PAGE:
Monday, February 3, 2014

Italian Rehash: Dario Argento's Dracula (in 3-D)

I still love you, Dario.  I may be in a much smaller minority than in, say, 1980, but we're still out there.  There are some people that say that Dario Argento peaked with Suspiria, while others say the drop-off in quality began in the 1990s.  Oddly, there are bigger groups of people who can't agree *when* he stopped making movies as good as he used to than those of us who think that he still does.  Quality is certainly something that can be interpreted in many ways, but...lay off the guy.  Is Suspiria great?  Hell yeah.  So are many other films that he did after it including Tenebrae, Phenomena and The Mother of Tears.  Part of his problem I think is that his early films are just so damn unique and defining of him.  As such, movies that are good, but not amazing (see OperaThe Card Player, Do You Like Hitchcock? and The Phantom of the Opera) are viewed more negatively than perhaps they should be.  Coming off of a film with many behind-the-scenes issues (including an allegation that he never paid star Adrian Brody) like Giallo (how have I not reviewed this yet?), Dario has alot to prove to some people.  His response: a 3-D version of the classic tale of Dracula.  That's maybe not the route I would have gone, but I'll give it a chance.  His version takes some liberties- like never moving to England- but keeps the same general story.  Given that this is Argento, he makes great use of color and shocking visuals (possibly enhanced by 3-D, although I saw it in 2-D).  I will avoid many SPOILERS (since those of us in America only just got it), but I will give you my take on it now...
We get a fairly-lengthy intro with a young couple going off for 'a shag' (as the Brits would say), giving us the first bit of nudity in the film.  It will not be the last...but you probably knew that.
Dracula strikes, taking the form of an Owl to swoop in.  You may complain, but that Bat is a bit cliche by now.
Not surprisingly, Asia Argento is in this film.  He's been putting her in films he's worked on since The Church.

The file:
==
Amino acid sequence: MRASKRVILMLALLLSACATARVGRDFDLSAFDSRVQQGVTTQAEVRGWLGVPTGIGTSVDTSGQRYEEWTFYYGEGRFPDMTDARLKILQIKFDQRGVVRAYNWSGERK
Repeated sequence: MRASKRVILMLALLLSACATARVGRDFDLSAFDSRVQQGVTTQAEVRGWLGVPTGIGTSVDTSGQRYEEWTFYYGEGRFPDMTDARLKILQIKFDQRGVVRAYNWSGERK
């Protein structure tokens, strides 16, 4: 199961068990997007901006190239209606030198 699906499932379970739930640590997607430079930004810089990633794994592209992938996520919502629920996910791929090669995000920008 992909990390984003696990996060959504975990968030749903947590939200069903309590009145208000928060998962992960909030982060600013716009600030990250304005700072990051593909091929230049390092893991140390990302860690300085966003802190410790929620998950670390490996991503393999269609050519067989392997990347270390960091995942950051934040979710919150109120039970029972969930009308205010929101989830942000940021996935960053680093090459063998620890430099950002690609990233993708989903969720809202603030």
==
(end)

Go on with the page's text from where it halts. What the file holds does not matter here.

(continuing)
What is surprising is that she plays Lucy and not Mina.  It is a juicier part, obviously, which was probably the appeal.
The story plays out pretty straight-forward for the most part.  Mr. Harker goes to see Dracula, only to end up in his clutches and that of his Bride (as opposed to Brides plural).
Unlike many versions of the tale, he is not actually our hero.  He meets, well, a less than pleasant fate eventually.  How dare you be different from Francis Ford Coppola's barely-canonical version!
One nice touch that Argento adds are a few freaky dream sequences that Lucy has thanks to Dracula's lingering and invasive influence on her.  He hasn't gotten to her physically...yet.
Argento's Dracula is a cool, but evil customer.  It is a hard thing to pull off without looking either a) bi-polar or b) just plain bored.  Thomas Kretschmann really pulls this off.  Kudos.
Rutger Hauer is here as Van Helsing.  He's great, but there is a bit of irony here.

1) Hauer is on True Blood playing the Head of a Vampire Clan.
2) Hauer played Dracula himself in Dracula III: The Legacy (a much duller Dracula film).
I won't SPOIL how this plays out- as there are some nice little twists -, but I will show you that this happens.  I have no other words.  The End.
It sure is a tricky recommendation, but one that I still make.  I still like Argento films- dammit.  This one is an interesting mix of an old standard- telling a tale as old as Dracula- and new craziness- like Dracula turning into a Praying Mantis.  There is certainly no mistaking that this is a Dario Argento film!  The key to whether you like the film or not is whether you accept/like the balance that Argento achieves.  Personally, I liked it.  I am certainly willing to accept that you may not.  Dario Argento's Dracula is a film that is weird, bloody and certainly worth the wait.  If nothing else, it sure does get a little creepy...
Next up, I finally get around to doing a Stuart Gordon film that has somehow escaped a review.  When real life meets dark comedy, strange stuff will ensue.  Stay tuned...

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